This study will measure the mechanical loading conditions that proceed pathological changes in soft tissues of diabetic amputees being fitted with their first below knee, permanent prosthesis. Our preliminary work has established a non-invasive method for monitoring skin response to prolonged loading, using tissue reflectance spectrometry (TRS). We have extensively characterized the post ischemia responses of spinal cord injured and multiple sclerosis subjects and will extend in this study the measurements to diabetic amputees. Our current work has also demonstrated an effective method for accommodating for the effects of skin pigmentation on the primary measurement parameters - superficial skin blood content and oxygenation. These parameters can now be accurately measured in black subjects and other ethnic groups. The first two years will concentrate on collecting normative TRS post ischemia response data on diabetic amputees at sites on the residual limb known to be at risk. The effect of repetitive vs prolonged loading, and amplitude of loading will also be contrasted. During this time TRS will also be used to dynamically characterize the blood content and oxygenation status of BK amputees who present at our clinic with localized pain and/or persistent skin redness. The investigators have also contributed to the development and evaluation of advanced pressure mapping technology for clinical seating and positioning applications. In the first two years we will further develop this technology for measurement of stump-socket interface pressures during everyday use of the prosthesis. In collaboration with Tekscan Inc., modifications to existing technology will be made in Years 1 and 3 to permit ambulatory monitoring of interface pressures. In years 3-5 we will study tissue response to loading history for over 100 BK diabetic amputees in the community, during the period immediately after the fitting of the patient's first permanent prosthesis. Four days after the fitting, the TRS will be used to evaluate areas of the residual limb that normally exhibit localized damage, inflammation or pain and the extent of any adverse responses will be measured. The detailed loading history that proceeded the tissue response will be extracted from the data collected during the monitoring period. Parameters to characterize loading history will include: number of loading repetitions; magnitude and duration of peak loads; duration of walking sessions; peak pressures during swing phase and pertinent clinical data.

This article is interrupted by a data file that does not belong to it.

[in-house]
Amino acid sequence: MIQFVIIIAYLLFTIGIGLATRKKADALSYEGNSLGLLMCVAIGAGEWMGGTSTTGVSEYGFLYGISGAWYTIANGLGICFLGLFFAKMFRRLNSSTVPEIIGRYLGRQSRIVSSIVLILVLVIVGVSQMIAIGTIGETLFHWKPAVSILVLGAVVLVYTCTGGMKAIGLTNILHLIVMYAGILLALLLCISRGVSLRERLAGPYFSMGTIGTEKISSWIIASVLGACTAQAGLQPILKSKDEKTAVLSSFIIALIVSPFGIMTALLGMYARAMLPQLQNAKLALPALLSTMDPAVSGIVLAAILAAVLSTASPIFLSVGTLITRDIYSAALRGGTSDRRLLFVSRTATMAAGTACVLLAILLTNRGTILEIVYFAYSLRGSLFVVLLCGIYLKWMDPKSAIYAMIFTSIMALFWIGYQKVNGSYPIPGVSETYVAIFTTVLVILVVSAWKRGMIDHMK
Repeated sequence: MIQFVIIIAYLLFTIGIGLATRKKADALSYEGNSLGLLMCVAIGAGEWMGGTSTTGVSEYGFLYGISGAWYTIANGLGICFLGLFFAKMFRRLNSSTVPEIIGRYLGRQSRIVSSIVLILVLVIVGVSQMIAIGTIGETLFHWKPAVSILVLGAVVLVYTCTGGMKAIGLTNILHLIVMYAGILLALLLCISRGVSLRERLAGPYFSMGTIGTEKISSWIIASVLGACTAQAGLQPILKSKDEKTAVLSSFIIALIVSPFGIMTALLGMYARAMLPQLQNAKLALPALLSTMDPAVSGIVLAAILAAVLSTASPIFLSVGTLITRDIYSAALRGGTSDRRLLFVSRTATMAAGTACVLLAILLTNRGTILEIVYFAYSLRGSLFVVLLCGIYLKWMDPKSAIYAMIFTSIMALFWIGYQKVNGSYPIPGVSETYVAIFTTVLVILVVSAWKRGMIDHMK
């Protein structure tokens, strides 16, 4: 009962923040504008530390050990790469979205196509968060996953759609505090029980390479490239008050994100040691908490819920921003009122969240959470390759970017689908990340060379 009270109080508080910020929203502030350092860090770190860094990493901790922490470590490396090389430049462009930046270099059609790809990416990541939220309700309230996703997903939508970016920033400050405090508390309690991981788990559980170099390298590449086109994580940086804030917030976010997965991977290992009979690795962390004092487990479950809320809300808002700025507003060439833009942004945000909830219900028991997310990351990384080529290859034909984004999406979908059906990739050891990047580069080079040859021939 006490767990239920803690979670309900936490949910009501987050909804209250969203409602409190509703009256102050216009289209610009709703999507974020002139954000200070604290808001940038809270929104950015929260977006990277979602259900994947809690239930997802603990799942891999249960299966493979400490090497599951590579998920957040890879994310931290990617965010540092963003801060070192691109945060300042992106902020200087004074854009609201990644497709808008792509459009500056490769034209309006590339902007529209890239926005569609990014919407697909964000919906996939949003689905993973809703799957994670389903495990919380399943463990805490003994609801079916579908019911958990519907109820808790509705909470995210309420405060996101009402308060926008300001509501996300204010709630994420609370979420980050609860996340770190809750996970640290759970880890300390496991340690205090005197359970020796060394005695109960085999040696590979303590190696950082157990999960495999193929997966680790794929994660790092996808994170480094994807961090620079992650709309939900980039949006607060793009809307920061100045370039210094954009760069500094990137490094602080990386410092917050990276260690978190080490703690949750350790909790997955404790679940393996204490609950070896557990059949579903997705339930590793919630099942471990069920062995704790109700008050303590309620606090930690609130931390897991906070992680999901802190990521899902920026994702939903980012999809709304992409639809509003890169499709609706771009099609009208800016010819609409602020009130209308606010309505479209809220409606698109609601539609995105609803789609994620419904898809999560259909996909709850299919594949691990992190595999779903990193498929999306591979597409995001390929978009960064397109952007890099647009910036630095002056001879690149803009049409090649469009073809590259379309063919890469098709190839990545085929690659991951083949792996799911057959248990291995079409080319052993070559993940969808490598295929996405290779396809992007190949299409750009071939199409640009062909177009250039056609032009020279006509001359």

National Institute of Health (NIH)
Eunice Kennedy Shriver National Institute of Child Health & Human Development (NICHD)
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Special Emphasis Panel (SRC (12))
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Helen Hayes Hospital
United States
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Riordan, B; Sprigle, S; Linden, M (2001) Testing the validity of erythema detection algorithms. J Rehabil Res Dev 38:13-22